Shark-proof wetsuit material made from extra-strong plastic fibres is developed by Australian scientists to protect surfers from deadly Great White Shark bites
- Scientists have combined the normal wet suit neoprene material with ultra-high molecular weight fibres
- They found that the new materials reduced the chance of shark teeth penetrating the fabric
- The team tested their new materials in the sea on Great White Sharks and in the lab by slashing them
- They say Great White Sharks are responsible for the most shark-bite fatalities and so were good to test it on
A revolutionary new wet suit material has been developed in Australia to protect surfers from deadly shark bites.
The new ‘shark proof’ material has extra-strong plastic fibres woven throughout that make it harder for teeth to penetrate the fabric.
The team from Flinders Univesity in South Australia tested two different types of fabrics that combined very strong but lightweight fibres with the neoprene material used for wet suits.
The new materials are more resistant to bites than a normal wet suit – even from a Great White Shark – researchers have discovered.
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They measured the force of the shark bites on the test materials by wrapping them around steel plates that contain sensors.
The different materials were tested along with an ordinary wet suit on Great White Sharks as they ‘are responsible for the most shark bite fatalities’.
‘Our results showed that both fabrics tested may provide some protection against shark bite and could be used as part of a shark bite mitigation strategy’, said Charlie Huveneers, who led the research team.
The team said new technological advances in fabric have allowed the development of lightweight alternative strong materials that can be incorporated onto traditional wet suits.
They made use of ‘ultra-high molecular weight polyethylene’ fibres along with neoprene to create the new materials.
According to the International Shark Attack File there were 66 unprovoked shark attacks in 2018 out of 130 reported incidents. Of those were five were fatal.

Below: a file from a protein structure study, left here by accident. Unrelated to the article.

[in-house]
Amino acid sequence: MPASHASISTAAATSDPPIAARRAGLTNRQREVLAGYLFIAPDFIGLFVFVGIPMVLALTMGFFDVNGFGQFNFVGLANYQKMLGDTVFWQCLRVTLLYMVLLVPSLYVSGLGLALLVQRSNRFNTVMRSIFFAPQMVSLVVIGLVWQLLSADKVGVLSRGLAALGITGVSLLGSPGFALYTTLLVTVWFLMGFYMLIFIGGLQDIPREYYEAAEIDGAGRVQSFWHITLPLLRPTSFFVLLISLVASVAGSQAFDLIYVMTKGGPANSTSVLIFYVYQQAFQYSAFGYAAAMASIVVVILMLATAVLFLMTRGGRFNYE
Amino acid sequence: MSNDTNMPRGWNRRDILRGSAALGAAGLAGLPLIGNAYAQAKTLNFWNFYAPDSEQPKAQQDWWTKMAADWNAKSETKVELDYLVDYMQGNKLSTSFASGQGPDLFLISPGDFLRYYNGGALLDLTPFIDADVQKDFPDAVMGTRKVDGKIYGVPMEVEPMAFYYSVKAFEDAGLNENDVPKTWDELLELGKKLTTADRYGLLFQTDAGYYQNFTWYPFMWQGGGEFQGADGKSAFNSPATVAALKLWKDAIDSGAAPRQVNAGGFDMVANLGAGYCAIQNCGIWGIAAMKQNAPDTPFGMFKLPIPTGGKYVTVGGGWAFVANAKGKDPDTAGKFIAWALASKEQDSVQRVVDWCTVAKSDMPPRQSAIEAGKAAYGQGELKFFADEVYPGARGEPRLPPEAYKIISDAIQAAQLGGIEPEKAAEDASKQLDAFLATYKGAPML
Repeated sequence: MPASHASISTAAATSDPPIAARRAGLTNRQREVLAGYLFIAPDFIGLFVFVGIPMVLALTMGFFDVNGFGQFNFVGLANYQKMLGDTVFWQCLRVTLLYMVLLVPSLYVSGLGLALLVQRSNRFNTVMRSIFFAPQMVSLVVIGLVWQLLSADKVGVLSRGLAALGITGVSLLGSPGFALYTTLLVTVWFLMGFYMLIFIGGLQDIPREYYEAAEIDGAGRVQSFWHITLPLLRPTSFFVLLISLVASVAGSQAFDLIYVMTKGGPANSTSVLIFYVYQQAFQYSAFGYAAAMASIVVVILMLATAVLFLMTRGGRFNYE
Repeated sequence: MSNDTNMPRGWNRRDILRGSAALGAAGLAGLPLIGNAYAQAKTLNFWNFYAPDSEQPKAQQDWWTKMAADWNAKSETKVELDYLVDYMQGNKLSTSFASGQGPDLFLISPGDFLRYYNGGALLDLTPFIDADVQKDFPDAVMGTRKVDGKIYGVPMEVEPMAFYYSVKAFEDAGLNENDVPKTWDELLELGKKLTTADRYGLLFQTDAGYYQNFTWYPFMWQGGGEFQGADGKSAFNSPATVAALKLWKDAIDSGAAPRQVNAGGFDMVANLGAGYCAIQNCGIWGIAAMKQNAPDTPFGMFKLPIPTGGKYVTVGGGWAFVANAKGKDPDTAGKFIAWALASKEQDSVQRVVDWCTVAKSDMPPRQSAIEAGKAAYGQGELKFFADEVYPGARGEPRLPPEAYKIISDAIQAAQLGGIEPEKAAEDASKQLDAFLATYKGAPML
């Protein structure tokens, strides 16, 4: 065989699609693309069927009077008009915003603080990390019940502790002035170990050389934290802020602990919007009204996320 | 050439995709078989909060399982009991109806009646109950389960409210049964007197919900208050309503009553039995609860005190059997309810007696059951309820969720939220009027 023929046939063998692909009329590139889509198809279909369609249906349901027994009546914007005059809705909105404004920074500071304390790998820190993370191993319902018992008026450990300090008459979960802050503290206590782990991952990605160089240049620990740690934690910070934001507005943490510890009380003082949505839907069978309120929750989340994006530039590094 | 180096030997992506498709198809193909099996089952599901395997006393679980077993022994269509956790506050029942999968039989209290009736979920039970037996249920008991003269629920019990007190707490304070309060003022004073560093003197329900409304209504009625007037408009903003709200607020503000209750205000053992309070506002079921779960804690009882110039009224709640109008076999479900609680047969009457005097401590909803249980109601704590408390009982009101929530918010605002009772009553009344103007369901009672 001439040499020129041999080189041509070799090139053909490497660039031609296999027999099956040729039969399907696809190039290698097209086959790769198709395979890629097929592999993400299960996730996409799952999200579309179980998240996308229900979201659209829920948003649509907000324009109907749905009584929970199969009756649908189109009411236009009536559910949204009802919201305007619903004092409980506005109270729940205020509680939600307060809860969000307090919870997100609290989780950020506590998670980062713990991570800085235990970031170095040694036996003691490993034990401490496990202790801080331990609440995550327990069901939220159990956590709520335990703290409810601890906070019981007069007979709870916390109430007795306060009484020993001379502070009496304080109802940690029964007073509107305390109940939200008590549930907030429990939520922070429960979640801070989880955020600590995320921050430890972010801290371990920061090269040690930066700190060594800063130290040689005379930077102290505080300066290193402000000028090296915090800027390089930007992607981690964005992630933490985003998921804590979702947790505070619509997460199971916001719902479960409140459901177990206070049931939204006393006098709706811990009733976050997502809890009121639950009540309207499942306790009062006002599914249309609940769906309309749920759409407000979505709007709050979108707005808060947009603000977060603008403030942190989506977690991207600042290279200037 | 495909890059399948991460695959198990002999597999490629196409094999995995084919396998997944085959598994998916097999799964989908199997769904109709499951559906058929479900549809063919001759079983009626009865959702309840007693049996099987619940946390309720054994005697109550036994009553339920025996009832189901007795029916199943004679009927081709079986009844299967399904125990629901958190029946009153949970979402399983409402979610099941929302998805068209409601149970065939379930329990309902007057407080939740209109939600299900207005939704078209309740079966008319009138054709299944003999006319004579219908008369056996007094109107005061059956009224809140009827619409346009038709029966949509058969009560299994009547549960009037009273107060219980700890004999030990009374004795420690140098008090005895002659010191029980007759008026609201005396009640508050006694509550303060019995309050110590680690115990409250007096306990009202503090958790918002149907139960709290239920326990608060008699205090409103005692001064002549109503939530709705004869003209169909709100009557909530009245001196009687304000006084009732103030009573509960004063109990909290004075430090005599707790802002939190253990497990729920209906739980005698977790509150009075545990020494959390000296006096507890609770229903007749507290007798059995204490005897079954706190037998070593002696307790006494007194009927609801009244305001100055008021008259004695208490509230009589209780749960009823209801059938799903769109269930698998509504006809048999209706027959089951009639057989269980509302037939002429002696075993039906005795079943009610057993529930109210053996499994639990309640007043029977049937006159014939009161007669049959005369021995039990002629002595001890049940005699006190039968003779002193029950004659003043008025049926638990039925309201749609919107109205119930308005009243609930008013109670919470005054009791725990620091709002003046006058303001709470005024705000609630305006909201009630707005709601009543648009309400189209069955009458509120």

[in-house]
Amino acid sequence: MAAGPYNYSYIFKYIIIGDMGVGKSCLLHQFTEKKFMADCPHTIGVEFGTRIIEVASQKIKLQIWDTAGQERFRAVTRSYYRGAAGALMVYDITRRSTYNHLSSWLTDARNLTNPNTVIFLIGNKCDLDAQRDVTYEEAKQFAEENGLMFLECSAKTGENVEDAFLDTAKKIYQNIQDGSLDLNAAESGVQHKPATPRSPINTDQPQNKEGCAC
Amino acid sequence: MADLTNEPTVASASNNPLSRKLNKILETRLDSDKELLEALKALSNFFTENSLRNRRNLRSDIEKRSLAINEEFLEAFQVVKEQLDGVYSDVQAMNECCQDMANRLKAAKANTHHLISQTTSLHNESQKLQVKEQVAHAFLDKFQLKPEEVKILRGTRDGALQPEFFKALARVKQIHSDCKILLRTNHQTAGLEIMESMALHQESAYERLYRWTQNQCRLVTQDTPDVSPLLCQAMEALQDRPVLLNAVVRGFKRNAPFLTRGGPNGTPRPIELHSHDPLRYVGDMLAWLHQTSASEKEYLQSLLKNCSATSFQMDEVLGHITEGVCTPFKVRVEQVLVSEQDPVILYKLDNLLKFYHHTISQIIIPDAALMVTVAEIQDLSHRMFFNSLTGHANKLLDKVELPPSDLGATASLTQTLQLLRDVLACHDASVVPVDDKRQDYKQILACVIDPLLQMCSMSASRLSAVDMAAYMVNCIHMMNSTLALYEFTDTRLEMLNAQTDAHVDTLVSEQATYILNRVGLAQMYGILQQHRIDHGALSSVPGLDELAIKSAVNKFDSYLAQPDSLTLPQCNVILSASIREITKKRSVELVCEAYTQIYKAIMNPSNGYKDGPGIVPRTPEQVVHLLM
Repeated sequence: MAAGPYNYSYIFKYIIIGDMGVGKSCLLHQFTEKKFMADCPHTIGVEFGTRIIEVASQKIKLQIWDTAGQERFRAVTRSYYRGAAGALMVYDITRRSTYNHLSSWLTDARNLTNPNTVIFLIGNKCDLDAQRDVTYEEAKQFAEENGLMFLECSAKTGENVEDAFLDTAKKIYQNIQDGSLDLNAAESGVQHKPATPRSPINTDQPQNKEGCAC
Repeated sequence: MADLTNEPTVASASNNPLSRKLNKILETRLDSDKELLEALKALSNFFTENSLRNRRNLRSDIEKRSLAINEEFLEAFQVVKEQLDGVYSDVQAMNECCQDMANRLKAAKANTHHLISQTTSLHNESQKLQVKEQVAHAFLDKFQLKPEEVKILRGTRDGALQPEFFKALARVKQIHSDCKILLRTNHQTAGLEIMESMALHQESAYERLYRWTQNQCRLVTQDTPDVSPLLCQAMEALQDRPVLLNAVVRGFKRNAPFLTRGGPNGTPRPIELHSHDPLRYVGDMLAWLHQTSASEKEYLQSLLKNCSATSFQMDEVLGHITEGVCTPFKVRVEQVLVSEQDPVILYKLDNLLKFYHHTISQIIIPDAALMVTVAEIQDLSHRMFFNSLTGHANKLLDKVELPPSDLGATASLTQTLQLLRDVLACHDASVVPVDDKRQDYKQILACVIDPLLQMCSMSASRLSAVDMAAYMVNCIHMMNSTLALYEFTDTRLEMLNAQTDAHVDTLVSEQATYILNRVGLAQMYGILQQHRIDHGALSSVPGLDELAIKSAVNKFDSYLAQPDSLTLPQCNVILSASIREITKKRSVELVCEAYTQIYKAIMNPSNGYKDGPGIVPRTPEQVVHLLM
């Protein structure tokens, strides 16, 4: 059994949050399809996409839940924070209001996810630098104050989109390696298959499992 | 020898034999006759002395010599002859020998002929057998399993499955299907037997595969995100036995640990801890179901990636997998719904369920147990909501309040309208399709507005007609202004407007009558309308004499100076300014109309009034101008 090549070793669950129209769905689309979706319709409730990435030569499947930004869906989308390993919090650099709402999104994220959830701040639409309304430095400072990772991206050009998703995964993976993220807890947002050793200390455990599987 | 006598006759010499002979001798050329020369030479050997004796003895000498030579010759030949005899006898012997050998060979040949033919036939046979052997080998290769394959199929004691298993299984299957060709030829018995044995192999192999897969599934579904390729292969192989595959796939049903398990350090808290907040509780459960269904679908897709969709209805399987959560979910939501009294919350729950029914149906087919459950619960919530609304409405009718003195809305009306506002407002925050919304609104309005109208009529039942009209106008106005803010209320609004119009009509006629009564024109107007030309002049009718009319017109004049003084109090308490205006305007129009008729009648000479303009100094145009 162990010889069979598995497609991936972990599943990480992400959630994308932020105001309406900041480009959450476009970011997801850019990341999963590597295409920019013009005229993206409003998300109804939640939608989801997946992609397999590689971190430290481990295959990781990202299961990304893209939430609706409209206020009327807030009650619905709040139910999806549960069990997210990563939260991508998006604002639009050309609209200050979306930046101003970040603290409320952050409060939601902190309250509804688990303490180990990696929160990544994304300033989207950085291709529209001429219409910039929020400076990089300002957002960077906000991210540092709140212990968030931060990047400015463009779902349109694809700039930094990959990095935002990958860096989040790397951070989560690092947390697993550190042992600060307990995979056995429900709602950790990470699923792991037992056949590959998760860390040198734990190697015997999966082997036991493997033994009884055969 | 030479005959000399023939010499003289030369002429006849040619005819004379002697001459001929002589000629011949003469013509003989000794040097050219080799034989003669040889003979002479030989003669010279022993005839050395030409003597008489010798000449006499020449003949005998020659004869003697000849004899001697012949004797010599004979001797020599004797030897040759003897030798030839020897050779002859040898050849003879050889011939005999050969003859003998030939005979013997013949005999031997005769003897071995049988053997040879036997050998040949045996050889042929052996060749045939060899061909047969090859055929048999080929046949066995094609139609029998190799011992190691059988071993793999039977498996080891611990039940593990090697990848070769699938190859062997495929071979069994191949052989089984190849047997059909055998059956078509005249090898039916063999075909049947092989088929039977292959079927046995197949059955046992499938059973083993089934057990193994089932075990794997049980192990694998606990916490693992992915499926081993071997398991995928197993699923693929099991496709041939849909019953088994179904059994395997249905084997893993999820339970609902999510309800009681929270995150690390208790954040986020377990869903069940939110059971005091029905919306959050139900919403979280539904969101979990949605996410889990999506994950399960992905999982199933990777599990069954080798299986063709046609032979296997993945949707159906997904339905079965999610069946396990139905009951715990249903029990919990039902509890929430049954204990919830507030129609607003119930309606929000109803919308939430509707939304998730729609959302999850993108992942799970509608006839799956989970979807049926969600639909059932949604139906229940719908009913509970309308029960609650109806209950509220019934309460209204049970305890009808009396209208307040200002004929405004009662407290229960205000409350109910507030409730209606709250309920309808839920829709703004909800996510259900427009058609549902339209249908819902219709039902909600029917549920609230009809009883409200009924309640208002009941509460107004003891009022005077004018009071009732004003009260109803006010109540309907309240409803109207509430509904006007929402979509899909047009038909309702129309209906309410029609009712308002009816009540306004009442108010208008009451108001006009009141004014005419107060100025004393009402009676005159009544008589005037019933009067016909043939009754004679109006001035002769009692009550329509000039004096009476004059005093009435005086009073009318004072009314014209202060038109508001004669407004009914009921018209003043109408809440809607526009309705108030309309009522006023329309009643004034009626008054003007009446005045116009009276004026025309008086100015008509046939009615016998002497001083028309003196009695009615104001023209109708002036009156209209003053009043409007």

A report from earlier in 209 found that the number of shark attacks had doubled in some parts of the world over the past 20 years.
Scientists have said that the risk of shark attacks is still ‘low’ and the likelihood changes depending on geographic location.
They hope the material, which is more resistant to bites – even from a Great White Shark – will held to reduce the risk of death from injuries
Researchers from Flinders measured the force of the shark bites on the test materials by wrapping them around steel plates that contain sensors.
They also tested the material in the laboratory by cutting, lacerating and puncturing the foam fabric.
‘More force was required to puncture the new fabrics compared to control fabrics, and cuts made to the new fabrics were smaller and shallower than those on standard neoprene from both laboratory and field tests’, Professor Huveneers said.
The team said new technological advances in fabric have allowed the development of lightweight alternative strong materials that can be incorporated onto traditional wet suits
The team say that while the results are positive, more testing is required, particularly on a full wet suit design made using the new materials.
Tests would then need to be run on the potential damage to human flesh underneath the suit before they could recommend the material is used in wet suits.
‘Although these fabrics may reduce blood loss resulting from a shark bite, further research is needed to measure the magnitude of injury to human flesh,’ said Dr Huveneers.
WHAT DOES THE GREAT WHITE SHARK’S DNA TELL US?
The genome of the great white shark has finally been decoded, and it may hold the key to discovering a cure for cancer.
The genome is far bigger than that of a human and contains a plethora of mutations that protect against cancer and other age-related diseases.
It contains an estimated 4.63 billion ‘base pairs’, the chemical units of DNA, making it one-and-a-half times bigger than its human counterpart.
Within the great white’s DNA is evidence of around 24,500 protein-encoding genes, compared with 19,000 to 20,000 in the average human.
Great white sharks, which measure up to 20 feet long (six metres) and weigh as much as three tonnes, are ancient giants that have been on Earth for at least 16 million years.
The animal’s genetic code also gives them enhanced wound healing which allows them to recover from severe ailments.
Experts believe the great white genome evolved to be stable and disease resistant and could be key in developing future treatments.